I’m about to be travelling for the holidays.
Over the next few days, I will pack my suitcase and painfully head to the airport – “painfully” because I will repeatedly have to stop and check that I have, in fact, put my passport in my backpack, and then check that the passport is mine, and then that the passport didn’t fall out when I checked to see that it was in fact there and that it was in fact mine.
But eventually, there will be a moment where boarding passes will have been printed and security checks will have been passed and the immigration officers will have stamped my by-this-point-quite-sweaty passport. And then I will go to the bookshop and spend a glorious 20 minutes rifling around for something to read on the plane.
Even though I have an entire library of books stored on my e-reader.
Because the book is not dead. And because there is something deeply satisfying about in-person browsing that has not yet been replicated by the Apple Bookstore.
Happy Christmas Eve!
Rolling Alpha posts opinions on finance, economics, and the corporate life in general. Follow me on Twitter @RollingAlpha, and on Facebook at www.facebook.com/rollingalpha.
Kosta December 27, 2014 at 11:22
This was on helluva interesting inforgraphic, thanks for sharing.
I have an e-reader (a Kindle Paperwhite – which is the best one in my opinion (but don’t get me started on that)), which I use often (mostly in bed – thanks to its silent page flipping and built-in backlight (I’m getting started on that it seems). Anyway, point is, I continue to buy books. I just love books. And I love my bookshelves. And when I visit other peoples’ homes, I love examaning their bookshelves. It says a lot about a person and you can also rapidly figure out what you have in common.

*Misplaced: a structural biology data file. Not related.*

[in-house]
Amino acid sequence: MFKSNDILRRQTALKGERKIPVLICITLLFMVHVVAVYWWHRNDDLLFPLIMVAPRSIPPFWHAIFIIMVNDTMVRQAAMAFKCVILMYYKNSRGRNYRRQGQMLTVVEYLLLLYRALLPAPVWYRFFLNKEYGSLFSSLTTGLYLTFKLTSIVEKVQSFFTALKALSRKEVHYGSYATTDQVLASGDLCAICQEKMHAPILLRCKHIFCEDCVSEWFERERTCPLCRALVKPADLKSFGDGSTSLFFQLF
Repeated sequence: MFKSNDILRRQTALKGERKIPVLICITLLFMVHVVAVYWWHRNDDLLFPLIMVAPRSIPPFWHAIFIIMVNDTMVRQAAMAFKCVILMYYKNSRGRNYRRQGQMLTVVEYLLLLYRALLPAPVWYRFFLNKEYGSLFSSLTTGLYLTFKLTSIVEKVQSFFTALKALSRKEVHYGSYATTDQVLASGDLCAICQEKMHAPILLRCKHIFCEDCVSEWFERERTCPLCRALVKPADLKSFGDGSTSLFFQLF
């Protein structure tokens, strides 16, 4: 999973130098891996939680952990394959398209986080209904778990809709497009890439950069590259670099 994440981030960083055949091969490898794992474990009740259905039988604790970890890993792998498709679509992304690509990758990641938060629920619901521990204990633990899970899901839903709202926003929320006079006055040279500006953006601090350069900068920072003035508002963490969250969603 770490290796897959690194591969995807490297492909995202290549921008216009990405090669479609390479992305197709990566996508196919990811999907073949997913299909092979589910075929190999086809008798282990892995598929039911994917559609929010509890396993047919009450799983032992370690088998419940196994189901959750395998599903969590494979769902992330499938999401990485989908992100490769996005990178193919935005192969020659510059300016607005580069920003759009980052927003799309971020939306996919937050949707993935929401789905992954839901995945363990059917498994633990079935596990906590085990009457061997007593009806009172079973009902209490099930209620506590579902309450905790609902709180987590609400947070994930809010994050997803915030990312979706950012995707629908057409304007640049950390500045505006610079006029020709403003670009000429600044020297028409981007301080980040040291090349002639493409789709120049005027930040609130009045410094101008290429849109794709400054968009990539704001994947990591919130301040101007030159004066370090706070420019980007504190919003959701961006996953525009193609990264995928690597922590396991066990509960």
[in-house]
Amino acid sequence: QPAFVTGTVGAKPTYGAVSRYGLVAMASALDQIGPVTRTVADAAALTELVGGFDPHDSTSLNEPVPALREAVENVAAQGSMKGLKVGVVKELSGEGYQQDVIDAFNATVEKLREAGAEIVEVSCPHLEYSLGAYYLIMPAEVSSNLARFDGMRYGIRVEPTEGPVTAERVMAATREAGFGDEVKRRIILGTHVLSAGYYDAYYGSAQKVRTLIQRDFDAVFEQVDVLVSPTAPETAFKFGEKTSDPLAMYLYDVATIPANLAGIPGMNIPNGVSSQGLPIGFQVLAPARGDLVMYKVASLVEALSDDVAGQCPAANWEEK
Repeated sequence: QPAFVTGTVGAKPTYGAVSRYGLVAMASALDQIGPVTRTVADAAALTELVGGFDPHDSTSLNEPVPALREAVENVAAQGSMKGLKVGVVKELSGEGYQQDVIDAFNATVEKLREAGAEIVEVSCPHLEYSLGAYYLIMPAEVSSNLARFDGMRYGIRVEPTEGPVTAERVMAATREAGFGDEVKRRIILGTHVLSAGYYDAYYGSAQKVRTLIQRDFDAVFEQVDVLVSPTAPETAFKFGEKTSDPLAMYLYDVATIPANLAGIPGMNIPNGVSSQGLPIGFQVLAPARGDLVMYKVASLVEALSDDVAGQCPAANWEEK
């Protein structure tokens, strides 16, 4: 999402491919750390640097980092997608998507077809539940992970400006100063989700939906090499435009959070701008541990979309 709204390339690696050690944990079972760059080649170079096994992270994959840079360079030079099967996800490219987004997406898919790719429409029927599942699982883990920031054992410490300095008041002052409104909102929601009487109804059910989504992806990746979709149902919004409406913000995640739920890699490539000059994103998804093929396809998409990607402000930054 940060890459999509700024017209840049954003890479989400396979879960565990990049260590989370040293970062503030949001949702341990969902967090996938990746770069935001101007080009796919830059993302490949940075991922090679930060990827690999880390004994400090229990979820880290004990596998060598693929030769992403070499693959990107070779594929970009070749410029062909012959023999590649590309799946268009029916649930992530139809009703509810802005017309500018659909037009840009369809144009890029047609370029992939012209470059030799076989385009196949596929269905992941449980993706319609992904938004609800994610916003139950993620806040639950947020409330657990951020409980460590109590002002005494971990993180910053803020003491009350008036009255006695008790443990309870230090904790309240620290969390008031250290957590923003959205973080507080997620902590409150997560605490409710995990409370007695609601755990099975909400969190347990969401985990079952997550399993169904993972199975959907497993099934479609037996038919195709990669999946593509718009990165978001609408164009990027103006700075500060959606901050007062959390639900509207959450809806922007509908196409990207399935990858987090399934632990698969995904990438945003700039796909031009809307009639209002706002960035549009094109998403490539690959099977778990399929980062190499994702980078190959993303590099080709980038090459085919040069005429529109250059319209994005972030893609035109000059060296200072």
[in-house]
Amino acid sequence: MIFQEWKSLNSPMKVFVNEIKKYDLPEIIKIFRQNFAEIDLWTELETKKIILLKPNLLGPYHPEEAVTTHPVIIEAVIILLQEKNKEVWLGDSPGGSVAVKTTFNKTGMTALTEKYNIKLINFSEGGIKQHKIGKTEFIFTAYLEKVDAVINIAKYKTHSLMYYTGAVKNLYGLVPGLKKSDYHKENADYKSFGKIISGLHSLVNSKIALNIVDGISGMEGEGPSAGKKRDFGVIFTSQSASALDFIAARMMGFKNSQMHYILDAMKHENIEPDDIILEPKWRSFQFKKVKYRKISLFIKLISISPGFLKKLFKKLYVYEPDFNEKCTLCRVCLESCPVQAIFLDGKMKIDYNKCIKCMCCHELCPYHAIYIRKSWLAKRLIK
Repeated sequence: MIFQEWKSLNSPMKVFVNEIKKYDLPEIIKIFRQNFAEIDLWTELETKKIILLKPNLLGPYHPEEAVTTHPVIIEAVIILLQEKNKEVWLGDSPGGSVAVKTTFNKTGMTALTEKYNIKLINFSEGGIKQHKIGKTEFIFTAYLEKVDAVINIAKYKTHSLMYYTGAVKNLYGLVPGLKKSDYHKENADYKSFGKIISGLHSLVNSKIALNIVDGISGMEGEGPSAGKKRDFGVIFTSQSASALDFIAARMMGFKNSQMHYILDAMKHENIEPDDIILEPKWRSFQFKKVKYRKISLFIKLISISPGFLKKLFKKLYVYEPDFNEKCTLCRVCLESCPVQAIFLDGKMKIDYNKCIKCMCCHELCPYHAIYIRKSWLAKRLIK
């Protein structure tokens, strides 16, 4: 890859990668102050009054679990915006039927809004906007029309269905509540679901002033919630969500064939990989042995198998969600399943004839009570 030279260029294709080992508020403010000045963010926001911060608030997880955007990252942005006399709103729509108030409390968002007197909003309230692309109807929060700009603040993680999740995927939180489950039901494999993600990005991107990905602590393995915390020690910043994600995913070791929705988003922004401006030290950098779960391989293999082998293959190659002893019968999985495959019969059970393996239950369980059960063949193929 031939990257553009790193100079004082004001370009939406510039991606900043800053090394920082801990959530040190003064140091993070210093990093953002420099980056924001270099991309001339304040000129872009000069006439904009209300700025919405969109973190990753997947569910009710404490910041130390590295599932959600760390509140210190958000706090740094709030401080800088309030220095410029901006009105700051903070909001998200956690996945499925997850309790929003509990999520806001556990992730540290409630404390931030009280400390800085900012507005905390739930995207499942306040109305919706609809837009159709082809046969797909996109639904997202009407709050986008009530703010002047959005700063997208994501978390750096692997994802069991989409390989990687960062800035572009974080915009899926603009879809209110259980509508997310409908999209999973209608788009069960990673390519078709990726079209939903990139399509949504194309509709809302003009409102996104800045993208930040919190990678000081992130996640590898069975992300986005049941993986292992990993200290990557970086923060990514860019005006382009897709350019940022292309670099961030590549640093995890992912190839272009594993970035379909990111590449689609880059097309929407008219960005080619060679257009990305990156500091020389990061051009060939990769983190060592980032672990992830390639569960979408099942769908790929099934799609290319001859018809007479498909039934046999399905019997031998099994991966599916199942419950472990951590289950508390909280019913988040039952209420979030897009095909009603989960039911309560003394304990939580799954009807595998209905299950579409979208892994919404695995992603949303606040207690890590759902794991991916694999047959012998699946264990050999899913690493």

I tend to only buy hard-cover books though, since thhey keep better, which makes me wonder what my primary buying motive is – it’s not so much the “I get to hold a physical book in my hands” that many people talk about (I honestly don’t care about how my book smells); I think, for me at least, it has more to do with my considering my bookshelvf as some kind of asset that I’ve invested in, and whose make-up defines my character.Reply
Kosta December 27, 2014 at 11:24
Holiday typo monster attacked me hard, to that point that I feel a disclaimer-esque reply is warranted. Happy holidays Jayson!Reply
Jayson January 21, 2015 at 14:24
Kosta – I am totally running at your speed. This quote from Nassim Taleb in the opening chapter of “The Black Swan”:
That said, I feel like there is also a place for read books. For me, they’re a kind of grand visual personal timeline. I can skim through the bookshelves, and see who and where I was and am. Which maybe gets a little overboard poetic – but sometimes, that’s the only way to describe it. I don’t keep all the books that I’ve read, but I keep the ones that were impactful. So it makes total sense to me that you’d want hardbacks. That type of reading is more valuable than cheap paperback fiction.
It wants a dustjacket and a spine.Reply